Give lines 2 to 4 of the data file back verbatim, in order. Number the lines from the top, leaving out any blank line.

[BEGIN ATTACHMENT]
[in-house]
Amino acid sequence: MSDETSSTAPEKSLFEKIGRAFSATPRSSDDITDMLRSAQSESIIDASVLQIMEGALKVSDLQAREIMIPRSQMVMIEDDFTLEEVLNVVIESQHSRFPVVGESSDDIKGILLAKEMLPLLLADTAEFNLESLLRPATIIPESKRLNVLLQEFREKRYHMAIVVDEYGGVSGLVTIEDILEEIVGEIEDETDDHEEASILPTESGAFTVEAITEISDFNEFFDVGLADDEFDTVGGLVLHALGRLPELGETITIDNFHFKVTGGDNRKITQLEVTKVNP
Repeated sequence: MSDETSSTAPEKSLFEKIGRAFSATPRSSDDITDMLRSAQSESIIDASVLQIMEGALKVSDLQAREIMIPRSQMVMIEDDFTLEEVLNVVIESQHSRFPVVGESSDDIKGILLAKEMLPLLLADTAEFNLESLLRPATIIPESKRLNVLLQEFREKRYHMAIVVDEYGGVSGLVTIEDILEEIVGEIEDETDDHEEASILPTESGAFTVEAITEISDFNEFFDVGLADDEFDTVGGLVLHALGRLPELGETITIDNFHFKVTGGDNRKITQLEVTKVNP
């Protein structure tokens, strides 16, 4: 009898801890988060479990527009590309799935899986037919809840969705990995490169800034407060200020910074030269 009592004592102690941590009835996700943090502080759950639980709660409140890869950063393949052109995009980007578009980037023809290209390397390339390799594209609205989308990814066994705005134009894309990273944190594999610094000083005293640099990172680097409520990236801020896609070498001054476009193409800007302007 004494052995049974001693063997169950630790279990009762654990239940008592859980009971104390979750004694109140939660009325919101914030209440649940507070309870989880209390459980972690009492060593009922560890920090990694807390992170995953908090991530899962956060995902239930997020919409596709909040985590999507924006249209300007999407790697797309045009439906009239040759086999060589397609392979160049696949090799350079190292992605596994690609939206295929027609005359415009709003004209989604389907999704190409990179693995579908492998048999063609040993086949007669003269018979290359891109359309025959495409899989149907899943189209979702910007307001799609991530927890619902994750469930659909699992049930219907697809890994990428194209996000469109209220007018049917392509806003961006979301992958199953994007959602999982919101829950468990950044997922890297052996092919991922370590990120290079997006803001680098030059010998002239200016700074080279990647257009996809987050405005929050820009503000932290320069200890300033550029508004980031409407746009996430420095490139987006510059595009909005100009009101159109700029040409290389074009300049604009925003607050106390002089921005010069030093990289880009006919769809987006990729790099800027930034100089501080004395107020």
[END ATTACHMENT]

Amino acid sequence: MSDETSSTAPEKSLFEKIGRAFSATPRSSDDITDMLRSAQSESIIDASVLQIMEGALKVSDLQAREIMIPRSQMVMIEDDFTLEEVLNVVIESQHSRFPVVGESSDDIKGILLAKEMLPLLLADTAEFNLESLLRPATIIPESKRLNVLLQEFREKRYHMAIVVDEYGGVSGLVTIEDILEEIVGEIEDETDDHEEASILPTESGAFTVEAITEISDFNEFFDVGLADDEFDTVGGLVLHALGRLPELGETITIDNFHFKVTGGDNRKITQLEVTKVNP
Repeated sequence: MSDETSSTAPEKSLFEKIGRAFSATPRSSDDITDMLRSAQSESIIDASVLQIMEGALKVSDLQAREIMIPRSQMVMIEDDFTLEEVLNVVIESQHSRFPVVGESSDDIKGILLAKEMLPLLLADTAEFNLESLLRPATIIPESKRLNVLLQEFREKRYHMAIVVDEYGGVSGLVTIEDILEEIVGEIEDETDDHEEASILPTESGAFTVEAITEISDFNEFFDVGLADDEFDTVGGLVLHALGRLPELGETITIDNFHFKVTGGDNRKITQLEVTKVNP
């Protein structure tokens, strides 16, 4: 009898801890988060479990527009590309799935899986037919809840969705990995490169800034407060200020910074030269 009592004592102690941590009835996700943090502080759950639980709660409140890869950063393949052109995009980007578009980037023809290209390397390339390799594209609205989308990814066994705005134009894309990273944190594999610094000083005293640099990172680097409520990236801020896609070498001054476009193409800007302007 004494052995049974001693063997169950630790279990009762654990239940008592859980009971104390979750004694109140939660009325919101914030209440649940507070309870989880209390459980972690009492060593009922560890920090990694807390992170995953908090991530899962956060995902239930997020919409596709909040985590999507924006249209300007999407790697797309045009439906009239040759086999060589397609392979160049696949090799350079190292992605596994690609939206295929027609005359415009709003004209989604389907999704190409990179693995579908492998048999063609040993086949007669003269018979290359891109359309025959495409899989149907899943189209979702910007307001799609991530927890619902994750469930659909699992049930219907697809890994990428194209996000469109209220007018049917392509806003961006979301992958199953994007959602999982919101829950468990950044997922890297052996092919991922370590990120290079997006803001680098030059010998002239200016700074080279990647257009996809987050405005929050820009503000932290320069200890300033550029508004980031409407746009996430420095490139987006510059595009909005100009009101159109700029040409290389074009300049604009925003607050106390002089921005010069030093990289880009006919769809987006990729790099800027930034100089501080004395107020």